Holmes is ruthlessly logical (whatever Watson may say about his emotions) and treats people like pieces in a puzzle, a component in a cog, something to be solved, without any regard for their feelings or sentimental attachments. He uses deductive reasoning to solve crimes, but mostly does so “for the fun of it” – the outcome matters less to him than the challenge of putting things together in a detached manner. He is witty and creative in his thinking, at one point convincing a woman who wants him to sire her child that he is actually “oriented in another direction” (gay) and she would have better luck elsewhere, and not being too offended that he is, in fact, her “last choice.” He spends his free time stinking up their room with eccentric habits that will teach him greater methods of deduction, such as identifying tobacco by the ash and keeping track of his files by the inches of dust that has accumulated on them. Holmes is quite busy and proactive when on a case, eager to leap into action, and meticulous about the kinds of details he picks up from the environment. Even when stuck behind a door, to conceal their presence from intruders, he notices the newspaper lining in the bird cage, which tells him to travel to Scotland in search of more information in the case of a missing man. Once there, he poses as a woman’s husband to throw off suspicion, and insists on bicycling to each castle around them to see what he can learn from the environment. Holmes uses this information to form intuitive deductions, such as when he sees four midgets at the cemetery and remembers the case he declined as boring early on the film (he erroneously dismissed it as a case of their wages being too low, so they found a better job in another circus), and reinterprets it as them now being involved in a greater mystery that together with canaries and dead men and the fact that a dead man’s ring has turned green (and the creature Watson saw in the lake) meaning there’s a scheme and/or a submarine being invented. Holmes is quite clever in piecing together things once he has seen them and in making small future predictions, but he can also be caught off guard, such as when he failed to realize the woman traveling with them was posing and had adopted someone else’s identity, to fool them all. (He does not clue her in on how long it took him to recognize this.) Holmes has very poor emotions. He has no interest in a woman’s grief, and tells her to stop sobbing, because she might blow their cover. He claims Watson is his sexual partner to squirm out of having to father a child, without thinking how it will make Watson feel, or that it might hurt his reputation. He remarks that when his fiancé died of influenza a few days before their wedding, he merely saw this as proof that women are unreliable and cannot be trusted. When he comes to care about someone, he’s incapable of talking about it, and merely tries to get her off the hook instead. After a personal loss, he cannot communicate his grief and retreats to be alone.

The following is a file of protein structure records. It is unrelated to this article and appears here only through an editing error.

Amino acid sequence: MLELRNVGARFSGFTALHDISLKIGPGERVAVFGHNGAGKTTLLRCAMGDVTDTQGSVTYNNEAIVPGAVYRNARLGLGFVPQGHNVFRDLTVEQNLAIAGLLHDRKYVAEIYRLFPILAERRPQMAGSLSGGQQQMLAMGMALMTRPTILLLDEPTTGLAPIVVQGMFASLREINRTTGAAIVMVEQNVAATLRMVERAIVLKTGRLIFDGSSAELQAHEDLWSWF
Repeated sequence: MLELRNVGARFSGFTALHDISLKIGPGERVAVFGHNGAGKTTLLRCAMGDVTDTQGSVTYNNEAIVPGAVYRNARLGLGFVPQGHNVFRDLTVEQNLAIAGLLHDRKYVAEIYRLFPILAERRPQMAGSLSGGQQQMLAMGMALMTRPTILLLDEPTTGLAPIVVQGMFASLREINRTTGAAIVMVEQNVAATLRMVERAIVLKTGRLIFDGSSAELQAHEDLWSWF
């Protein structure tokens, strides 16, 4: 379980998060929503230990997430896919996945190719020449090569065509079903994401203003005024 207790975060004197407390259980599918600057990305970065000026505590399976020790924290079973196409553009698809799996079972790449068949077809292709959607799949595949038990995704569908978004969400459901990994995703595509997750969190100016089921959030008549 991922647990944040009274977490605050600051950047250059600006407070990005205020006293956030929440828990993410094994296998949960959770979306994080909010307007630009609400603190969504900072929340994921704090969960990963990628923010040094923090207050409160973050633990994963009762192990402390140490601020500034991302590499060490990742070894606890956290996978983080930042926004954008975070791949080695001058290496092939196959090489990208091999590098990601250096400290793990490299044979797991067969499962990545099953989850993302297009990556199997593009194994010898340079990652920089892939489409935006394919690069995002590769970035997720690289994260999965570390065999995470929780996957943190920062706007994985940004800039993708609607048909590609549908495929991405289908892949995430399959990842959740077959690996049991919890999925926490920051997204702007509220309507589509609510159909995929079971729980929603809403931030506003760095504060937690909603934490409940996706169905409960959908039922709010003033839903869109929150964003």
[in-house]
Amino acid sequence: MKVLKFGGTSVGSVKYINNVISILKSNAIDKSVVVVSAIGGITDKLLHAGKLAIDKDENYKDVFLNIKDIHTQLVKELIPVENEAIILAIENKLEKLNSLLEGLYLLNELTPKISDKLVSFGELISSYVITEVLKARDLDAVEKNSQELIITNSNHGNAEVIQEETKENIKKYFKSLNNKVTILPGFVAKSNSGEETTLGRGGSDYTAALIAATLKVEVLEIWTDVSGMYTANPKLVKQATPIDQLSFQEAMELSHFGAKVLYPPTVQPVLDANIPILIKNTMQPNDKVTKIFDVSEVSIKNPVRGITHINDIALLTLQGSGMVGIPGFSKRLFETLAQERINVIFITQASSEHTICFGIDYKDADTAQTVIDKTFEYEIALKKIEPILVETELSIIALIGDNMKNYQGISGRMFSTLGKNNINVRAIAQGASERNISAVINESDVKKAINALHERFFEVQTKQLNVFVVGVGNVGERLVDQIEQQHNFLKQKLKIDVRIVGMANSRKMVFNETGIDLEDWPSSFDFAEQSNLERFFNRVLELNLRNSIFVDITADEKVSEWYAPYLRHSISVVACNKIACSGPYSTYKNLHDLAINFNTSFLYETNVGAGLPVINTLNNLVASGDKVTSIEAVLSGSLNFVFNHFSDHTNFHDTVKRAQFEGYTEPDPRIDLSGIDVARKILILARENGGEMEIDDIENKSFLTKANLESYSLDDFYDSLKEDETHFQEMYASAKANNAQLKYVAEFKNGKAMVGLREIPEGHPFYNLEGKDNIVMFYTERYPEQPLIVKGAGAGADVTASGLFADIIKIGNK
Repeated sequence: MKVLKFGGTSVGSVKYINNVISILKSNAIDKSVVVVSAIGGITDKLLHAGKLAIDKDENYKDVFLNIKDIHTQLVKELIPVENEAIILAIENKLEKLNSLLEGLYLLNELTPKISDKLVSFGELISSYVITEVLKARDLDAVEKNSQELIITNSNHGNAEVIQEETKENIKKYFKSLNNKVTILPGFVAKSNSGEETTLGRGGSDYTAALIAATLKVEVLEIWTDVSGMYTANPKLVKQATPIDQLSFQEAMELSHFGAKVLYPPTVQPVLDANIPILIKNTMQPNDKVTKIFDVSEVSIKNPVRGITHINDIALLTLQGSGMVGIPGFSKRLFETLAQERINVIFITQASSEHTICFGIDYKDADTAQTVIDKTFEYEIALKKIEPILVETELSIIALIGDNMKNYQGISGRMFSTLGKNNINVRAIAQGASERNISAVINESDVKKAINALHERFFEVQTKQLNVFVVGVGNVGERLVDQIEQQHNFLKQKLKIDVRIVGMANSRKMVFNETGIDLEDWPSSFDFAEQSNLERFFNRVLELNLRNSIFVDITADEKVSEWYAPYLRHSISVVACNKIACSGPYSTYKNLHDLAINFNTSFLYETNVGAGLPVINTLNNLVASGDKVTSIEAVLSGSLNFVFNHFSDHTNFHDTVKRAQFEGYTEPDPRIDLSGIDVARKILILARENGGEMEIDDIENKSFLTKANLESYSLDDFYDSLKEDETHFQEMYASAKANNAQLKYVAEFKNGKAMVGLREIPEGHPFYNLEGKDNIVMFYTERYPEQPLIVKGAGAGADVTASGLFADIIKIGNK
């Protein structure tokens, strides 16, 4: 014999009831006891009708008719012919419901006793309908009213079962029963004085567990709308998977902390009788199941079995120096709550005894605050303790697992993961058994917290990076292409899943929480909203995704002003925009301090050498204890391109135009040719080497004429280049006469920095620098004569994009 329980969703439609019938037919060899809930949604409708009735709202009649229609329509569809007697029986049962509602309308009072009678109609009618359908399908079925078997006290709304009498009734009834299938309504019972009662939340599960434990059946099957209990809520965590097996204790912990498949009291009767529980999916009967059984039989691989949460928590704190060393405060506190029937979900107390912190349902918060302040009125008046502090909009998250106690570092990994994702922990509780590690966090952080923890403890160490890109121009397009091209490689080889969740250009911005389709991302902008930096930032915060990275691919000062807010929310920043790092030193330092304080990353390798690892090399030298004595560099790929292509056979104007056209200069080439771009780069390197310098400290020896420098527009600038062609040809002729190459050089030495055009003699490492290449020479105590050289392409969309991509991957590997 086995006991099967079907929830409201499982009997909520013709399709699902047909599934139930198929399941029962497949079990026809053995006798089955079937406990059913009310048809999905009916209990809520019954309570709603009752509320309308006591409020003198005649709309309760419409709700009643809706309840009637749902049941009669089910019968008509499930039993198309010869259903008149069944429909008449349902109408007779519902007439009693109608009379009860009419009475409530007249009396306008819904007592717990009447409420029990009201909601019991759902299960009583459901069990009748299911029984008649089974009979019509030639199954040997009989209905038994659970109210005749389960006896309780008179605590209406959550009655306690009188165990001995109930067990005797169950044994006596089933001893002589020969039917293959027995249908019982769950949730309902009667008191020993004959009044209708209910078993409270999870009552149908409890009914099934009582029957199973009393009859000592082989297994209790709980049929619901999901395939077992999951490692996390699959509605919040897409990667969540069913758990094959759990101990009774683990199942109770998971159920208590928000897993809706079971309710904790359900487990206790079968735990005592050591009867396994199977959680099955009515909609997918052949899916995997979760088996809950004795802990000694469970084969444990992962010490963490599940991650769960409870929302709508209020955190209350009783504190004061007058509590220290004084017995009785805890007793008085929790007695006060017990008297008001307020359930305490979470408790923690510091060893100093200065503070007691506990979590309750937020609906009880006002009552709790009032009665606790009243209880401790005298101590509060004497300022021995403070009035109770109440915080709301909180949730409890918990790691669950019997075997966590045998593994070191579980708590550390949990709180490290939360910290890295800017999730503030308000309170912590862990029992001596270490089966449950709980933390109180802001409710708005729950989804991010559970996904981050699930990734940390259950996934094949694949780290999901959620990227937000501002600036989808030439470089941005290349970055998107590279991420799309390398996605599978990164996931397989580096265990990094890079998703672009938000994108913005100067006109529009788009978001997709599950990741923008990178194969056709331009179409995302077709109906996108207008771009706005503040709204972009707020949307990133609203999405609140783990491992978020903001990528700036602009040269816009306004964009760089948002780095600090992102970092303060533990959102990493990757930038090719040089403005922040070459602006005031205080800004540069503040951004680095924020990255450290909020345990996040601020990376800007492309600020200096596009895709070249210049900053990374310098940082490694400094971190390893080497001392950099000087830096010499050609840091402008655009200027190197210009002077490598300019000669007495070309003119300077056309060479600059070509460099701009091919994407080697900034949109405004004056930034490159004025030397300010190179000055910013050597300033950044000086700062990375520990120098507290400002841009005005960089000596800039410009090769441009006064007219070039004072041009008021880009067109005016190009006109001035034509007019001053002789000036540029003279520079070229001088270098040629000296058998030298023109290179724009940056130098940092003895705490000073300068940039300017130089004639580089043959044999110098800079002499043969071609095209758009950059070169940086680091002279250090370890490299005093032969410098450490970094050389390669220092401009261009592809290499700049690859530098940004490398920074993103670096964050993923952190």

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Holmes is detached almost to his own determent, unconcerned with anything emotional, and detached from everyone and everything around him. He’s curious about everything but wants to study and analyze it without becoming emotionally involved. He is not social, choosing to duck out of parties and refusing to attend operas or ballets because they are “tediously dull!” He doesn’t know how to handle his own emotions, much less anyone else’s, and his short story about the loss of his fiancé and how it has made him distrust women prove that he has withdrawn to protect himself from getting hurt – however, it happens to him a second time, after he develops unspoken feelings for someone else. Socially awkward and negative, he often has bad things to say about people, is skeptical of everything and everyone, assumes things will go wrong, and that you cannot trust women (cynicism). But his 4 wing is somewhat reclusive and arrogant, both pleased not to be of the common horde and aware that he is different from other people. In some painful ways, such as feeling mild embarrassment over the lack of women that could speak up for him in his life and ducking out of talking to Watson about it.